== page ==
Does Terrorism Pose An Existential Threat To The U.S.?

By Sal Bommarito

Does terrorism pose an existential threat to America? An honest answer to this question would enable our leaders to write effective policies that would protect us from those elements that wish us harm. The security of America should be the most important concern of the president and our leaders, not the feelings of those who might be insulted by actions to ensure our safety.

A few days ago, President Obama indicated that terrorism does not existentially endanger the homeland. I believe he meant that it would not be possible for a terrorist organization to attack the homeland and do significant damage. Based upon history, Obama’s position is indefensible.

A band of terrorists commandeered commercial aircraft in 2001 using box cutters and flew them into the World Trade Center and the Pentagon. The destabilization of the U.S. after these events was horrific, and we are still feeling the effects to this day. So, if the president believes our reaction to terrorism globally should be muted lest we offend one group or another, or for any other reason, I strongly disagree.

What about Pearl Harbor and 9/11? Should the U.S. have declared war against Japan after that fateful day in December 1941? And, was an invasion of Afghanistan an appropriate response to the Al Qaeda treachery in 2001?

The former event is clear-cut. Over three hundred Japanese planes attacked our homeland and killed over 2,400 Americans in an effort to destroy a U.S. naval base in Hawaii. Franklin Delano Roosevelt urged Congress to declare war on Japan, and the rest is history.

Al Qaeda terrorists planned and executed an attack on U.S. soil that killed over 2,700 innocent Americans. Shortly thereafter, President Bush authorized the invasion of Afghanistan, the nation that harbored Osama bin Laden, the mastermind of 9/11. Did 9/11 warrant such a bold reaction from the president? Before you answer, keep in mind that the conflict has continued for more than a decade, over 2,300 soldiers have been killed in action and the price tag has exceeded $650 billion.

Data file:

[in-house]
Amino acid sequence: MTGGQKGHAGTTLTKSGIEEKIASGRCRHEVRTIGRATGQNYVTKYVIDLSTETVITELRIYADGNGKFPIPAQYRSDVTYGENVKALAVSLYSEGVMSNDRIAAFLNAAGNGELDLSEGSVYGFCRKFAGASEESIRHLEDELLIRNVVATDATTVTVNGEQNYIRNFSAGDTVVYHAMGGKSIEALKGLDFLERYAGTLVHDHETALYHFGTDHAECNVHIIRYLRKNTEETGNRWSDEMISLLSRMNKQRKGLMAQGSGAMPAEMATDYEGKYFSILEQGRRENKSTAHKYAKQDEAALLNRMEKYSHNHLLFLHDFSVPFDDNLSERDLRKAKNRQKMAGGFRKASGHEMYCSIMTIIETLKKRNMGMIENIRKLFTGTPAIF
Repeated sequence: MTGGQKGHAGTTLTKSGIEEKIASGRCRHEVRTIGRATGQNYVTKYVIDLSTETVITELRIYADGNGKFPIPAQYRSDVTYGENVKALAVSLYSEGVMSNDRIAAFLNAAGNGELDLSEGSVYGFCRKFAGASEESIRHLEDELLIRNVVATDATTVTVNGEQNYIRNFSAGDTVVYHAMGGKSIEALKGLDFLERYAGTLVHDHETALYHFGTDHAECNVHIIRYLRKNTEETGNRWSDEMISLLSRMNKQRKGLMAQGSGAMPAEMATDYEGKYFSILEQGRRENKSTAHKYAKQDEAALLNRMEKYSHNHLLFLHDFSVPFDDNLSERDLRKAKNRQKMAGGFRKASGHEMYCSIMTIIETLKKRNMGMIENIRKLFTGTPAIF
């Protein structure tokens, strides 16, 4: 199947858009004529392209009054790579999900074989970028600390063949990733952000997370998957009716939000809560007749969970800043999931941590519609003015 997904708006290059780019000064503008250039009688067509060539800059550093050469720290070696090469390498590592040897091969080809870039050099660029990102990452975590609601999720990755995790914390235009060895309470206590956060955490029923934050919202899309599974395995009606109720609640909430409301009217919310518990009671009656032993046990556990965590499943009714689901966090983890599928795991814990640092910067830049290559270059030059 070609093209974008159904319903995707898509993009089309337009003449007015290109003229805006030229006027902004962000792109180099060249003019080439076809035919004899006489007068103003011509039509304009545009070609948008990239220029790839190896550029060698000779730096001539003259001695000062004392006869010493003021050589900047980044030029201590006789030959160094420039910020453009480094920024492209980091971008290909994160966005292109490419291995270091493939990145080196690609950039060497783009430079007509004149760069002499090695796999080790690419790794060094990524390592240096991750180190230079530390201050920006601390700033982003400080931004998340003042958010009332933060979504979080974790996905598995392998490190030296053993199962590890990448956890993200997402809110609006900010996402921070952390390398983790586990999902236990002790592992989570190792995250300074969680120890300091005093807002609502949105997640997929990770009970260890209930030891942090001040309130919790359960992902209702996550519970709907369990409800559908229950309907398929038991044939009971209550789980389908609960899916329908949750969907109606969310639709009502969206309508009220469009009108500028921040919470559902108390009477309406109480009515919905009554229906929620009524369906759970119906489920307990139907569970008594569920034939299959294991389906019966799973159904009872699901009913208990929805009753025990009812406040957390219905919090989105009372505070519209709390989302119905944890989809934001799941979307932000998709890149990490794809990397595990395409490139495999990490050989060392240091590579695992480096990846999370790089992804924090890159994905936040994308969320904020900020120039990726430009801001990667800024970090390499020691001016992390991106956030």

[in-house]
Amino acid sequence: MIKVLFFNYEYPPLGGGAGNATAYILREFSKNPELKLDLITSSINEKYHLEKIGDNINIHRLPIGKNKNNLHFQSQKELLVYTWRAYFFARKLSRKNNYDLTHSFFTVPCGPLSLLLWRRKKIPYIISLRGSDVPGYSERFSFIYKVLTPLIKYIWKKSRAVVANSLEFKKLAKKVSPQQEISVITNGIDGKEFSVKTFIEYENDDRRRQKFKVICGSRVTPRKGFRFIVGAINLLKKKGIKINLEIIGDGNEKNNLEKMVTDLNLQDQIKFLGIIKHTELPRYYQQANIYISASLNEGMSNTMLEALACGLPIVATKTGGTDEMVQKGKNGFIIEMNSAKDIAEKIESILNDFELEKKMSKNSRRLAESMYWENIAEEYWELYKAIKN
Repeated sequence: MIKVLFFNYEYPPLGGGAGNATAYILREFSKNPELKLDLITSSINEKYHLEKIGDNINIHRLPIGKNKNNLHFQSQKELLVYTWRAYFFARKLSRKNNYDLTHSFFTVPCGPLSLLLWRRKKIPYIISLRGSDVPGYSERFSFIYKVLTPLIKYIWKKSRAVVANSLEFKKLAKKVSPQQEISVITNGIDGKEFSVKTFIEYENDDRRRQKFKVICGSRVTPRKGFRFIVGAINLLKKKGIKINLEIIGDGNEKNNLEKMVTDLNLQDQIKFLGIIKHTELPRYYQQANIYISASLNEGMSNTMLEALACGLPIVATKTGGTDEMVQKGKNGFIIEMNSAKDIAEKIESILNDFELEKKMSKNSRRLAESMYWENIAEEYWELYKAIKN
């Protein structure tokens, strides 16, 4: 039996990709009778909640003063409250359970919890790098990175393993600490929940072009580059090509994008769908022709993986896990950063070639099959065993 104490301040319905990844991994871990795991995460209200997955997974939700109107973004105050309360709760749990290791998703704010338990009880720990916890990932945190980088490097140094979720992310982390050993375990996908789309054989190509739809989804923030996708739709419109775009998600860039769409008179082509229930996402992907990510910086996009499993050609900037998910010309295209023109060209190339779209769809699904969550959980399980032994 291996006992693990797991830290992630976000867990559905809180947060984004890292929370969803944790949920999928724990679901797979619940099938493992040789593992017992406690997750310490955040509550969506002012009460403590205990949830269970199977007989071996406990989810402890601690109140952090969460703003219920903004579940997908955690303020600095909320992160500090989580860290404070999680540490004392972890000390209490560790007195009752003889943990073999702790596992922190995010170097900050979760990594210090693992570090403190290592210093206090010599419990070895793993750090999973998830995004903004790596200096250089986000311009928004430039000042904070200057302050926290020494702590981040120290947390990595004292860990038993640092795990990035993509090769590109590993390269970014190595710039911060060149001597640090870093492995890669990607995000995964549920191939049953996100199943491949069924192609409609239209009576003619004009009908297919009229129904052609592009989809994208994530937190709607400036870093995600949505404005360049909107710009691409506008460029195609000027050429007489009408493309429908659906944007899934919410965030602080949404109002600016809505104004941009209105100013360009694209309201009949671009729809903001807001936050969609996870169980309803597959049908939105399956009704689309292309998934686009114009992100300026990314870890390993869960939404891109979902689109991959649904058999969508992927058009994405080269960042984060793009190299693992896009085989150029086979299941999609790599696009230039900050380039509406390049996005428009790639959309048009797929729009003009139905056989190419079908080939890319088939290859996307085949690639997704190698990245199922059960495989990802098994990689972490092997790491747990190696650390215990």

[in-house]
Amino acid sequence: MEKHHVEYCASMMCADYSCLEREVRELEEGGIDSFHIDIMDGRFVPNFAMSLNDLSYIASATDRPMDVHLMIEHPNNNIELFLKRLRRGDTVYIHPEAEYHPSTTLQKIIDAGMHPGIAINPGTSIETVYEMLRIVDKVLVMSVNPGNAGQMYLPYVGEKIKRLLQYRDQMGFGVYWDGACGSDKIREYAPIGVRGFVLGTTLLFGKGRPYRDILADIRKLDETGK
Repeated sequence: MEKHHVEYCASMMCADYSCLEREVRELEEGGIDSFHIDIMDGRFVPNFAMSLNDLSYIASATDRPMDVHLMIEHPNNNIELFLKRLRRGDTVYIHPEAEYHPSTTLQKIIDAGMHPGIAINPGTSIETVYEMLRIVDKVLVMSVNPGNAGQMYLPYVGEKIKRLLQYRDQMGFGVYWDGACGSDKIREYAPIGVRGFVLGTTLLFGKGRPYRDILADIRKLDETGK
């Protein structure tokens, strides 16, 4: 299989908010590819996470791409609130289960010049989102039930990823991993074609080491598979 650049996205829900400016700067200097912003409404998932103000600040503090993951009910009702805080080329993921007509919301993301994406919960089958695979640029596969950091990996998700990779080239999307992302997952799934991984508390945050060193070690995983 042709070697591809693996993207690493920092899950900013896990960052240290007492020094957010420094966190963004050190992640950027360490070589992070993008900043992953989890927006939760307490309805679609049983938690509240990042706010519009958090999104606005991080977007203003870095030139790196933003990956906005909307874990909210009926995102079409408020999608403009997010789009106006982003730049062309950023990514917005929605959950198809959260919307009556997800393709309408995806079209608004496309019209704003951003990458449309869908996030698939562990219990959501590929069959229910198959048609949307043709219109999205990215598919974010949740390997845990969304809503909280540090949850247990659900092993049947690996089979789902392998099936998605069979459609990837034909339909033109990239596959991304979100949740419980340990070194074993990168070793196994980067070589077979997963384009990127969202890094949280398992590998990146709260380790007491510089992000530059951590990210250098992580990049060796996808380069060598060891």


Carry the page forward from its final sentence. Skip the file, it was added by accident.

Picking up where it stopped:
In retrospect, the Afghan response seems excessive, especially considering the cost in blood and treasure. But, the action severely impaired Al Qaeda (for a time) and could very well have prevented other similar incidents. George Bush did not hesitate. He believed(s) terror does represent an existential threat to America, and he responded accordingly.

Radical Islamists have proven that they are willing to die for their warped ideology, one that endorses the murder of innocent people. And so, it is feasible that one day a suicide bomber armed with a small nuclear weapon could kill thousands of non-believers on the orders of a crazed cleric.

Is the possibility of such an act of terror an existential threat to America? I suppose it depends upon how many people are murdered and whether such an atrocity would destabilize the U.S. I believe the odds of a nuclear attack and its potential aftermath absolutely qualify it as an existential threat.

You may glean from my words that I am supportive of draconian measures to protect the homeland. Political correctness and hypersensitivity about civil liberties do not move me. Moreover, I would be prepared to accept increased surveillance personally if it increased the odds of preempting an attack on America.

The preponderance of troublemakers consists of either Arabs, or westerners who travel to Middle East hot spots to be trained and brainwashed. The response to this is clear. Our authorities must close our borders to those (citizens and non-citizens) trying to enter the U.S. after traveling to places fraught with radical Islamists. This is not a tactic that will be looked upon favorably by many, but it will mitigate some risks affiliated with lone wolves.

Additionally, the U.S. should end all student visas from the Middle East along with work permits unless credible companies, schools and individuals sponsor these travelers.

Finally, profiling at our borders is critical. When are we going to give TSA officers the training necessary to identify potential troublemakers?

These actions would likely create quite a stir. Nevertheless, the U.S. should take reasonable steps to amp up its defenses against terrorist threats.

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